In desert regions, plants tend to cluster together, with areas of bare ground between the clusters. This type of pattern formation may be an indicator of future regime shifts for example a transition to total desert. This project concerns the mathematical modelling of such patterns, with the objective of predicting the key ecological and environmental parameters that control the wavelength and other features of the pattern, and the resilience of the pattern to future climate change.

Supervisor: Professor Jonathan Sherratt

Discrete holomorphicity and quantum groups

This project aims to construct operators in 2D solvable lattice models that obey a discrete version of the cauchy integral theorem around lattice plaquettes. Such operators have played a key role in the rigorous proof of the scaling limit of solvable lattice models to conformal field theories. In this project you will use the technology of quantum groups to construct such operators in range of lattice models, and to identify their conformal limits. This approach has been developed by R. Weston and collaborators in the last two years. You will extend the approach to both dynamical quantum groups and to lattice models with elliptic Boltzmann weights.

Supervisor: Dr Robert Weston

Boundary States in solvable lattice models

Integrable quantum field theories and solvable lattice models with boundaries have been a topic of major interest for over 20 years. Applications arise in both string theory and condensed matter physics. Exact expressions for boundary states (eigenstates of the Hamiltonian acting parallel to the boundary) can sometimes be obtained via the vertex operator approach to solvable lattice models developed by Jimbo, Miwa and collaborators in the 1990s. In this project you will construct such boundary states in a new class of models - those associated with 'twisted Yangian' algebraic symmetries. You will analyse the scaling limit of these models and compare your results with calculations for the corresponding boundary scattering matrices of integrable quantum field theories.

Supervisor: Dr Robert Weston

Quantum Integrability in the lab

In the last decade there have been have rapid, major developments in the study of experimental systems related to 1D integrable quantum spin chains. These experimental systems include both cold atom systems and optical lattices. There are range of experiments such as neutron scattering, electron spin resonance, and quantum quenches, who outcomes may be computed exactly by exploiting the mathematical machinery of quantum integrability developed over the last 20 years. In this project, you will work to bridge the gap between the hard mathematical physics language of integrability, quantum groups, vertex operators, and conformal field theory and this recent, pioneering experimental work.

Supervisor: Dr Robert Weston

Mathematical modelling tools for conservation ecology

The introduction and invasion of non-native species is recognised as a major threat to native biodiversity. Understanding the mechanisms and processes that determine successful invasion are challenges that can be addressed by mathematical modelling with results used to address the key issues of conservation agencies.

Supervisor: Professor Andy White

Other projects may be available, please check information about research activities in the relevant areas which can be found here.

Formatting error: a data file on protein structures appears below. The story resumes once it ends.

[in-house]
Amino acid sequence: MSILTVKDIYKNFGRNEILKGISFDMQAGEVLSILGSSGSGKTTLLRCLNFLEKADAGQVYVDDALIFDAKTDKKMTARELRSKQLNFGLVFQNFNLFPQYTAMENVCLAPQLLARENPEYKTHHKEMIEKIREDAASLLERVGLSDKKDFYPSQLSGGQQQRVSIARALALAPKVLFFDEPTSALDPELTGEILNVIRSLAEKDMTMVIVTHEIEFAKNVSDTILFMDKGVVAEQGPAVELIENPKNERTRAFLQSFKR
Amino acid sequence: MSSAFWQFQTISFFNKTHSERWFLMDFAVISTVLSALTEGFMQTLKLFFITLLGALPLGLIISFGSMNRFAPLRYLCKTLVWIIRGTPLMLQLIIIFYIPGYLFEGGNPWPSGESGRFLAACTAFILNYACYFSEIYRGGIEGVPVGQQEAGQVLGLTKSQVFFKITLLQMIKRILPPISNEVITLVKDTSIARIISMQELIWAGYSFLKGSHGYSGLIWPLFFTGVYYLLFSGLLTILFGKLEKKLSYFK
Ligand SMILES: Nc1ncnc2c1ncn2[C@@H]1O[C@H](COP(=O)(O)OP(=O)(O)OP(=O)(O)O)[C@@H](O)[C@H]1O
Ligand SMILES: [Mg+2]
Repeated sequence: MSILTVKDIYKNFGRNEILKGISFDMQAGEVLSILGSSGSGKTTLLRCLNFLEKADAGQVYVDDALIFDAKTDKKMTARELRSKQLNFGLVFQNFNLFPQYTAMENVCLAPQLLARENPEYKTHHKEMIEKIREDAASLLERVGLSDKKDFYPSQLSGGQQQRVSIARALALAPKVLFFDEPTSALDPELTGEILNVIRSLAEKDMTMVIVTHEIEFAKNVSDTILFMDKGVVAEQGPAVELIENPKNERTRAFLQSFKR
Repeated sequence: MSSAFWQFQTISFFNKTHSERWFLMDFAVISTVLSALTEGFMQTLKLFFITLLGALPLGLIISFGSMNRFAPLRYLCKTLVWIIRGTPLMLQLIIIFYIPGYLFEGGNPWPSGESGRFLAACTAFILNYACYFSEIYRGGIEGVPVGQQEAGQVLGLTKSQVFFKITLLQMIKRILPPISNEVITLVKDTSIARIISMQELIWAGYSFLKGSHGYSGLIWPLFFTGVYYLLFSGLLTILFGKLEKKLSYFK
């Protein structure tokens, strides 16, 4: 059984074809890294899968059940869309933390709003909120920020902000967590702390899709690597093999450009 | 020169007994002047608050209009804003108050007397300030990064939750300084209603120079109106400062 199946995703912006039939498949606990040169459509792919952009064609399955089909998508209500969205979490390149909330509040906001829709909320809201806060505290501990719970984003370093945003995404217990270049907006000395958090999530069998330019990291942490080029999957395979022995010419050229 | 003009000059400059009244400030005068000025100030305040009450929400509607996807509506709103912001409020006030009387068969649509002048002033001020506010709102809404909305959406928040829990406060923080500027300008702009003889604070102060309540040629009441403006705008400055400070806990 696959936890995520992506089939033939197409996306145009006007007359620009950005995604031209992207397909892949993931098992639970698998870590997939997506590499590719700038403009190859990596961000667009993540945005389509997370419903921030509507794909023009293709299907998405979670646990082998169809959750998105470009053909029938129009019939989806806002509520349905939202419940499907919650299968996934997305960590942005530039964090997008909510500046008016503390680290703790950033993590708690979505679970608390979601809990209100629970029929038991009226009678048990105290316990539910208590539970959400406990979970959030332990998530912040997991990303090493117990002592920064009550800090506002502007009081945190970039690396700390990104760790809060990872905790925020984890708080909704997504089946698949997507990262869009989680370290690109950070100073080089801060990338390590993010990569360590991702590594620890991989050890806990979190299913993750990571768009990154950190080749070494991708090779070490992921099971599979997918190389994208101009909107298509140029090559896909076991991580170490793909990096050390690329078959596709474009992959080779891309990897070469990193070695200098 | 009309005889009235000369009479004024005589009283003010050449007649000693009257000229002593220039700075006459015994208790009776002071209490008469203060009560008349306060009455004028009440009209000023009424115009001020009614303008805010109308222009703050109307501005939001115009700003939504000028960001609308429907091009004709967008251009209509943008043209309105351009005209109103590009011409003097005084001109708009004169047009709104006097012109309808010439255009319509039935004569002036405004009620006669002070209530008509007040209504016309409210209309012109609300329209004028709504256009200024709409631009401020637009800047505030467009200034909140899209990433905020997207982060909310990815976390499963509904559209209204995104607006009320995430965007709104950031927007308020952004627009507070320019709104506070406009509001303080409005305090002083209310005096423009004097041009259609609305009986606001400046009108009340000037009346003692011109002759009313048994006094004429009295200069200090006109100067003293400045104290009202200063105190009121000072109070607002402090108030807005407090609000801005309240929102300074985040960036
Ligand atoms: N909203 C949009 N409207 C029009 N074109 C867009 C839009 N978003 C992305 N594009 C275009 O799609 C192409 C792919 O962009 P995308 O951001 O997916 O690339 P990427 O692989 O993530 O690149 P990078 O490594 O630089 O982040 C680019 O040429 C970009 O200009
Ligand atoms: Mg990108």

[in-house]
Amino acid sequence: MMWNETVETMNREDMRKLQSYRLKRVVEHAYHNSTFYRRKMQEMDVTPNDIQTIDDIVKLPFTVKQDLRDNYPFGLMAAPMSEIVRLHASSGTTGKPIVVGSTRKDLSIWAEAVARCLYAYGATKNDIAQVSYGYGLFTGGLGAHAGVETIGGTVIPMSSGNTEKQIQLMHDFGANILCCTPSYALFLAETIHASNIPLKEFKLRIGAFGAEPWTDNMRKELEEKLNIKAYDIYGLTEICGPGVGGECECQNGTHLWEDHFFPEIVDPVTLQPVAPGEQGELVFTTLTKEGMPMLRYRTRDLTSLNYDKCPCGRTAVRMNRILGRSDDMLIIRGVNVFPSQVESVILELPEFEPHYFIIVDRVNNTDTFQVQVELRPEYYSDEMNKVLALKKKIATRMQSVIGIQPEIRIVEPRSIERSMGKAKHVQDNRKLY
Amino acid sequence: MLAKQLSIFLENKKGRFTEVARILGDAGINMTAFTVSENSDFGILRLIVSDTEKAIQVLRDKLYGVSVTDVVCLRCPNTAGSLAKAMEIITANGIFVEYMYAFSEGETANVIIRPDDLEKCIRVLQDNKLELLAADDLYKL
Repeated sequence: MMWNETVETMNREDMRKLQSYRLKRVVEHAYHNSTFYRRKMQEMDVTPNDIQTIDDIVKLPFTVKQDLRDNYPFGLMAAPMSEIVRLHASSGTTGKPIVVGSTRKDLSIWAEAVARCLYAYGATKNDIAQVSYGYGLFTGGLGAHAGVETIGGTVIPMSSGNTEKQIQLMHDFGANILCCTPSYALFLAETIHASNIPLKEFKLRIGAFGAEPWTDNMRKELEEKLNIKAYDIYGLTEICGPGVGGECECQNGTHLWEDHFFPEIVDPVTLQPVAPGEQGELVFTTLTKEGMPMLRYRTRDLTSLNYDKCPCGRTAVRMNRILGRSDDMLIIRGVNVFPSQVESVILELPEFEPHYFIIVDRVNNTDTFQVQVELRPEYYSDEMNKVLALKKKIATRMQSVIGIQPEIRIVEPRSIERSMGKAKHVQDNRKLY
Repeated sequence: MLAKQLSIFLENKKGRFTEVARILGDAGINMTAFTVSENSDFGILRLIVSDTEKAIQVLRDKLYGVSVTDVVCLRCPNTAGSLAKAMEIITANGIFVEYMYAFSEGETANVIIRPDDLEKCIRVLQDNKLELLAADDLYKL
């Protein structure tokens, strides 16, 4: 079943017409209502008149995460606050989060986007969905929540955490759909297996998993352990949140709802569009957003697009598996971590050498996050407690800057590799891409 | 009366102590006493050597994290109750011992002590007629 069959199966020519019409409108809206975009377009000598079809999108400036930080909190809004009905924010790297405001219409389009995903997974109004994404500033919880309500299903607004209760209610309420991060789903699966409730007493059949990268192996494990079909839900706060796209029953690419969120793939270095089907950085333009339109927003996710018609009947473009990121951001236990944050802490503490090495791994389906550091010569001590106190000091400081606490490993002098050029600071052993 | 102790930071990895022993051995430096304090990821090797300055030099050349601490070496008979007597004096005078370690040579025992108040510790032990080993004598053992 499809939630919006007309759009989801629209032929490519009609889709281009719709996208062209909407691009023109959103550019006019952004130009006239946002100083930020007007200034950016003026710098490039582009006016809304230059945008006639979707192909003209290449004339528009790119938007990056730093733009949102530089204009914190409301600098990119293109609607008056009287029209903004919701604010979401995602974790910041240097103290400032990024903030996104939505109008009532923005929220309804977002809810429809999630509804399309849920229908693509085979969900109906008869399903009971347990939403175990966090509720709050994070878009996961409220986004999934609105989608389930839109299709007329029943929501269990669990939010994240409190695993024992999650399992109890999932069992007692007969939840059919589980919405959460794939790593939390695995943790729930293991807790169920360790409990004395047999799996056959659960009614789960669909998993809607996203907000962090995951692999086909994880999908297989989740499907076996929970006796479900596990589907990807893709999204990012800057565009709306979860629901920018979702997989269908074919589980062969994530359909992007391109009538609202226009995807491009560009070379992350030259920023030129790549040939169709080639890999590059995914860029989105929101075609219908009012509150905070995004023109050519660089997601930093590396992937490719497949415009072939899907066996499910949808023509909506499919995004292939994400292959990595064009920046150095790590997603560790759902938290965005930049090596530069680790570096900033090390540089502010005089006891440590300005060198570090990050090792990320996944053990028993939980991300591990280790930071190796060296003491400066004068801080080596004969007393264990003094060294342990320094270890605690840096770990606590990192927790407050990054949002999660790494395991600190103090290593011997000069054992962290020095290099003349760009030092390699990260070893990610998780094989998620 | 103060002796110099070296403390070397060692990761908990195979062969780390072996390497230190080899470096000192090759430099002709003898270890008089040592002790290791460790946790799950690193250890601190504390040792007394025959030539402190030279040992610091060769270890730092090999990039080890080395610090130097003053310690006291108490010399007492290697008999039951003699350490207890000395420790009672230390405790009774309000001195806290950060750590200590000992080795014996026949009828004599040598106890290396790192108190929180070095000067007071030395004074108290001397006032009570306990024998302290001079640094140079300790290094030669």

Funding

MIGSAA studentship

EPSRC / SFC Centre for Doctoral Training: Maxwell Institute Graduate School in Analysis and its Applications (MIGSAA) studentships. Find out more here

EPSRC-funded PhD studentship

Applications are invited from eligible students for EPSRC-funded PhD studentship for up to 42 months to study any area of Mathematics. Candidates should have a strong mathematical background, including previous study of their chosen area.

British and Irish applicants are eligible for the full scholarship. Other EU students are eligible for a fees only scholarship, i.e. no maintenance grant, and may be eligible for the full scholarship if they have completed their UG/PG studies in the UK in the past 3 or 4 years.

The full scholarship covers all tuition fees and an annual tax-free stipend which is currently around £14,000.

Information about research activities in the relevant areas can be found on the departmental website.

Further enquiries should be addressed to Dr Anastasia Doikou

James Watt scholarship

As part of an ambitious expansion programme to intensify further our world-leading research programmes, Heriot-Watt University is currently offering James Watt Scholarships in the School of Mathematical & Computer Sciences for the next academic year, opportunities may be available to both UK/EU and Overseas students. For more information see here or contact Dr Anastasia Doikou.

STFC-funded PhD studentship

The Mathematical Physics Group has an STFC studentship for PhD positions starting 1st October 2017 with a duration of 4 years. Projects are available in the general areas of non-geometric flux compactifications, geometry and D-branes in orientifold backgrounds, higher gauge theory and quantization, and topological phases of matter. The studentship is open to all EU nationals. Informal enquiries and applications should be forwarded to Professor Richard Szabo.

AWE-funded PhD studentship

The Applied and Numerical Analysis groups have two studentships for PhD positions funded by AWE plc. Projects are available in the areas of nonlinear heat equations and their numerical analysis. The studentships are open to all EU nationals. Informal enquiries and applications should be forwarded to Professor Andrew Lacey or Dr Heiko Gimperlein.

MACS alumni scholarship

A 20% discount is available for all Heriot-Watt School of Mathematical and Computer Sciences graduates, with a 10% discount available for all other Heriot-Watt graduates. This discount will be applied automatically - there is no requirement to apply.

How to apply

Informal enquiries can be made to Dr Anastasia Doikou

Full details of how to apply can be found here.

If applicable, please specify for which funding option you are applying.